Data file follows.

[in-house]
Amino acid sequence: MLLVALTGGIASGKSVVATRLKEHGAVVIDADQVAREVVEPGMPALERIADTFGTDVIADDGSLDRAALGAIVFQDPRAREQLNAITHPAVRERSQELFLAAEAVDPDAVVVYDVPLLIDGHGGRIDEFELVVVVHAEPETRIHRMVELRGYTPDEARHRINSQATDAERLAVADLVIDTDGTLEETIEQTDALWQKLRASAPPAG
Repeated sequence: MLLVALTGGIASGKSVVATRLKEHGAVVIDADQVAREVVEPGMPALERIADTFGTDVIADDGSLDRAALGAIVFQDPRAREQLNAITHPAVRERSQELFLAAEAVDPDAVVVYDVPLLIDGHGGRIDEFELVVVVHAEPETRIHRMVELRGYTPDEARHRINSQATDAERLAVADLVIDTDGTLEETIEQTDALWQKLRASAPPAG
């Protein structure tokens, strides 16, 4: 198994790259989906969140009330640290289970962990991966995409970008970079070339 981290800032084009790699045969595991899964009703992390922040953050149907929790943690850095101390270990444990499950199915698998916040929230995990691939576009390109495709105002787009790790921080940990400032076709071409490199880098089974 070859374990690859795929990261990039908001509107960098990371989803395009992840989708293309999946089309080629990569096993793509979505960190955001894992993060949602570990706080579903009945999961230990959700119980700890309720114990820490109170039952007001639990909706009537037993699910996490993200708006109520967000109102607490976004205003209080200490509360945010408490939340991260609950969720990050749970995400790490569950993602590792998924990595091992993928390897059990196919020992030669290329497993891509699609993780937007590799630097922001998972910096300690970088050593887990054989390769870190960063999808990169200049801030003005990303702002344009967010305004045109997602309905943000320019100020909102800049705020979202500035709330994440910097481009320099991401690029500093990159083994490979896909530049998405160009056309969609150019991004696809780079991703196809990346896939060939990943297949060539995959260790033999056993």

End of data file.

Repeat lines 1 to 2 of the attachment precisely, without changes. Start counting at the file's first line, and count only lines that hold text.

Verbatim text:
[in-house]
Amino acid sequence: MLLVALTGGIASGKSVVATRLKEHGAVVIDADQVAREVVEPGMPALERIADTFGTDVIADDGSLDRAALGAIVFQDPRAREQLNAITHPAVRERSQELFLAAEAVDPDAVVVYDVPLLIDGHGGRIDEFELVVVVHAEPETRIHRMVELRGYTPDEARHRINSQATDAERLAVADLVIDTDGTLEETIEQTDALWQKLRASAPPAG